Make Sure your (plural) own hearts (Parakleso)

It took me a while in studying this passage, to see an incredible blessing that God has given us, His people, His church.

It’s seen in words like “your” and “each other” and “you”, and “we” in this passage.

I think we hear the words, “Be careful” and “war” and “if faithful to the end, but we miss these pronouns and fail to see the blessing God gives us, when He takes us into Himself and makes us the body of Christ.

You see, when one of us baptized, when Christ’s promises are given them, they join us in His body.  And the body looks after itself, each part caring for the rest. To be careful then is not just talking about individual introspection and confession, but being careful and in love, approaching those who are struggling with faith and sin, and lifting them up, helping them see God’s love and mercy revealed to them again.

We are one people, saved in Christ together, forgiven together, sent into this world together.

So we choose wisely, and care for each other, warning each other in a way that is loving and yet firm, which calls back the sinner, and assures them of the grace of God.

You see that word for warning, it’s not the kind of warning that warns you from the shore that your drifting to toward the waterfall.  It dives in with a rope, catches you and helps you get back to short…

Or in Jones case, sweeps away all the other false gods, and leaves the one Chalice, the one filled with the love and mercy of Christ Jesus, that’s what a friend, a fellow member of the body of Christ would do, bringing you back to the word and sacraments, to remember and revive the word and sacraments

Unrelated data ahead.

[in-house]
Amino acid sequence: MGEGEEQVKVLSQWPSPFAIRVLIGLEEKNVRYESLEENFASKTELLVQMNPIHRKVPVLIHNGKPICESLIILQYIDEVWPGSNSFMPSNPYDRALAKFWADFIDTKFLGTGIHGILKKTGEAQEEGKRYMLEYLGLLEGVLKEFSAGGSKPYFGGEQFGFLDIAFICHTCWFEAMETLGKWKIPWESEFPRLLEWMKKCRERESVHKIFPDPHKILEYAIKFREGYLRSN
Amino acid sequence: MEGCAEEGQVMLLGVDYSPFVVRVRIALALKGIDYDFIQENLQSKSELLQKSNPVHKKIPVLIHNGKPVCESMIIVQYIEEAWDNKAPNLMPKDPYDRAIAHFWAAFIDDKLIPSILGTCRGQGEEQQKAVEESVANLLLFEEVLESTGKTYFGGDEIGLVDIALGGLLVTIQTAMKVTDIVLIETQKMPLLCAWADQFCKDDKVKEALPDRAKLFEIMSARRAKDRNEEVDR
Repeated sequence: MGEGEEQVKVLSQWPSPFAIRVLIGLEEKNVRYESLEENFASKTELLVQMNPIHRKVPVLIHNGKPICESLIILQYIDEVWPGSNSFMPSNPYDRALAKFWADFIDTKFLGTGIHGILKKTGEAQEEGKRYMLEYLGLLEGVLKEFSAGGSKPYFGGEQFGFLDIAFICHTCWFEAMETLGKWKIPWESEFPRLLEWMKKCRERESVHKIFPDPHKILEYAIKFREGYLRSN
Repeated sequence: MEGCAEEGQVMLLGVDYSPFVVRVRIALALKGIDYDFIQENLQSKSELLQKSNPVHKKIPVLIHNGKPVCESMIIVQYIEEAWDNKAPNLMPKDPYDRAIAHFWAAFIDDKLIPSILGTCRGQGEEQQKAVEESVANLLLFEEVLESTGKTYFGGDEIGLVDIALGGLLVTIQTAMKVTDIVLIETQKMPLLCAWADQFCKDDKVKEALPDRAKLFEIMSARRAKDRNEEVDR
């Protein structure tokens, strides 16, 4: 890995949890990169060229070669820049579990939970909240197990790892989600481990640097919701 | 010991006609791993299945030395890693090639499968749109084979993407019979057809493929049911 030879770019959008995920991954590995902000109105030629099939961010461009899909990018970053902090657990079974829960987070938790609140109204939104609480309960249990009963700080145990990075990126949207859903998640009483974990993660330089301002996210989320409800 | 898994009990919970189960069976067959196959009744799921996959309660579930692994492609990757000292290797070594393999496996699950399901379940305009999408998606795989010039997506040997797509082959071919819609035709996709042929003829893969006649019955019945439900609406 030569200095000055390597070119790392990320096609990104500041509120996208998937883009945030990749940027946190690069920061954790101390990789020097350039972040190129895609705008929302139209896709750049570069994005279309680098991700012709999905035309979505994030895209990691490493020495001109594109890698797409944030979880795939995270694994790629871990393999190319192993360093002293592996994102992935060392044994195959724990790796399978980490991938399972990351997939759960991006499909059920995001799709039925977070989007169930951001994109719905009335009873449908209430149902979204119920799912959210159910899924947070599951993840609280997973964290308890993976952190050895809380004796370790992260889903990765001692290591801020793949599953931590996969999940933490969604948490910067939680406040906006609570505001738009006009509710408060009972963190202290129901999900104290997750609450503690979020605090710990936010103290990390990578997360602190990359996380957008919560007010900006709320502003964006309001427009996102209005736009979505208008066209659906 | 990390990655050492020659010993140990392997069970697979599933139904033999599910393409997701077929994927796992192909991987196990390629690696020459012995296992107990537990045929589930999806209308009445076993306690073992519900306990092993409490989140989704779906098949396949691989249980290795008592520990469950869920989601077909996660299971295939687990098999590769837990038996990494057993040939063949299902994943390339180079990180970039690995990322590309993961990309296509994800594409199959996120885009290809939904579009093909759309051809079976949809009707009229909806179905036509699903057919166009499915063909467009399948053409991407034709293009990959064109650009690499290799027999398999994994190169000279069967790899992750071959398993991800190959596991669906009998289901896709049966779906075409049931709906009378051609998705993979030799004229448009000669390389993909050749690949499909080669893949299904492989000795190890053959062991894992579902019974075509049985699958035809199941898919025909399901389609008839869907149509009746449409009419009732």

We are each a blessing God gives to us, when we care more for each other than the discomfort of helping someone being deceived, moving to the point of their hearts becoming evil and not trusting in God’s presence, in His mercy and Love.

As James wrote in His epistle,

19  My friends, if any of you wander away from the truth and another one brings you back again, 20  remember this: whoever turns a sinner back from the wrong way will save that sinner’s soul from death and bring about the forgiveness of many sins. James 5:19-20 (TEV)

So choose wisely, make sure that all our hearts are not evil and unbelieving turning us away from God, and warn each other, so none are deceived by sin, and hardened against God.  Serve one another, loving each other enough to share in God’s glorious grace, helping each other to dwell in the peace of God which is beyond our comprehension, yet in which we dwell together, in Christ Jesus.  AMEN!

 

 

The Church’s forgotten mission: Hospitality

Devotional Thoughts for today

 Now the end of all things is near; therefore, be serious and disciplined for prayer. 8 Above all, maintain an intense love for each other, since love covers a multitude of sins. 9 Be hospitable to one another without complaining. 10 Based on the gift each one has received, use it to serve others, as good managers of the varied grace of God. 11 If anyone speaks, it should be as one who speaks God’s words; if anyone serves, it should be from the strength God provides, so that God may be glorified through Jesus Christ in everything. To Him belong the glory and the power forever and ever. •Amen.  1 Peter 4:7-11  HCSB